from Slashdot referencing an MSNBC article about the US Postal Service's plans to offer "free e-mail addresses to all 120 million of the nation's residential addresses." … great quote, "the most efficient spam delivery tool ever created."
one of the things i remember most about seeing the DK's live is how much Jello Biafra likes to rant … and now with his presidential run behind him he's addressing the "hacker community" with great quotes like this one,
"Don't hate the media, become the media …"
wow! despite the fact that i never thought i would see jello quoted in a technology publication, i still find myself agreeing with a few of his views …
i'm very interested to see what this is going to prove … Napster Ordered to Shut Down "Napster, the controversial file-sharing service that has been the scourge of the music industry since it was launched late last year, has been ordered shut down." …
skeptical article about Microsoft.net … good quote: "And don't discount startups, despite their early woes. Microsoft says it's creating the next generation Internet, but by the time it gets there, those young'uns might be on deep space nine."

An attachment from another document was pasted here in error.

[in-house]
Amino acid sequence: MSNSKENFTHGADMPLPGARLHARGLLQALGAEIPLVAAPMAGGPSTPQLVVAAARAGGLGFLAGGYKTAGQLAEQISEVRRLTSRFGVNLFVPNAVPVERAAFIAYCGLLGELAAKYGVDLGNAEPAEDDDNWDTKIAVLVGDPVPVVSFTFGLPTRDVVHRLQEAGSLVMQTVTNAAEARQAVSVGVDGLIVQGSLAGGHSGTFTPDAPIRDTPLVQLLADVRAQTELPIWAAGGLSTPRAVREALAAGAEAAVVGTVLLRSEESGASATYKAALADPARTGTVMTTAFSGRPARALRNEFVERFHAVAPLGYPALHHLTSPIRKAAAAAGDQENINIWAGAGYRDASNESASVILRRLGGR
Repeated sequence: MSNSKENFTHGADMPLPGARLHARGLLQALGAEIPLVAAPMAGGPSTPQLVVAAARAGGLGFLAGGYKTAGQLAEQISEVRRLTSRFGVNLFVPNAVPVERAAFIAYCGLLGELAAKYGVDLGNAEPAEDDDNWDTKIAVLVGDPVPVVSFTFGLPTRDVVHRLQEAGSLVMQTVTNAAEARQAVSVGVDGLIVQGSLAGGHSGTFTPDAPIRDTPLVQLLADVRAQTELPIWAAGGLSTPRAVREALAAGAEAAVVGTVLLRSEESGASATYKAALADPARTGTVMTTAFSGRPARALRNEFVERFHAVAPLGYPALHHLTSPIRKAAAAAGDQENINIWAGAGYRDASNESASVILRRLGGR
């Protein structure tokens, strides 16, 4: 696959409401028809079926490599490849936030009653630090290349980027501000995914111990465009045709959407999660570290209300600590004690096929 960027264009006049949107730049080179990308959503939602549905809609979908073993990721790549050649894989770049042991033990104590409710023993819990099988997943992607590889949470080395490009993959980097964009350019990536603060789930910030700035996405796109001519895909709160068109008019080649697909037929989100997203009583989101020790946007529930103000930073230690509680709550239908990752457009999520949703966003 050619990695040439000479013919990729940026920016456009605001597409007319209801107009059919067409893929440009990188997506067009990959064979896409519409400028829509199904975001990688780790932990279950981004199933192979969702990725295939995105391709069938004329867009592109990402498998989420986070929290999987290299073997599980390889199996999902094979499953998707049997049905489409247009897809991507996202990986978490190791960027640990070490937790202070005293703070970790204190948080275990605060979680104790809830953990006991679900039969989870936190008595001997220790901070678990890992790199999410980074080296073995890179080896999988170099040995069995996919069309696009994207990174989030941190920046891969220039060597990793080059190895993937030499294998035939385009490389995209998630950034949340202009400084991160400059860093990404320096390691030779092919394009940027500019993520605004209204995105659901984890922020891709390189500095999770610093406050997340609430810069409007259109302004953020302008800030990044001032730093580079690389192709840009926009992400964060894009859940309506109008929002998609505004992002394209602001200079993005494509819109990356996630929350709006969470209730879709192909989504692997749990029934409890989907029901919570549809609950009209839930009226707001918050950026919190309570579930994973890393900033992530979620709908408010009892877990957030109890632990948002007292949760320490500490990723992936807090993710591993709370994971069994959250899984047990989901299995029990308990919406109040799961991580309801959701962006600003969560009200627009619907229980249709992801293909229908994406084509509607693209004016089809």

everything's coming up napster … ZDNet: News: Napster fuels peer-to-peer uproar: "Venture capitalists can't jump on the latest fad fast enough"
from slashdot: jon katz's second in a series of essays on Open Media Take Two: The Sensemakers
some interesting quotes:
"Sensemaking — organizing and transmitting data via the distributed architecture of the Net — is the big idea behind the rise of Open Media."
"Connecting information consumers with information may become one of the defining elements of successful media in the 21st Century."
"…help people keep up with the information most relevant to their interests"
Publius is a Web publishing system that is highly resistant to censorship and provides publishers with a high degree of anonymity. Publius was the pen name used by the authors of the Federalist Papers, Alexander Hamilton, John Jay, and James Madison. This collection of 85 articles, published pseudonymously in New York State newspapers form October 1787 through May 1788, was influential in convincing New York voters to ratify the proposed United States constitution. Publius Home Page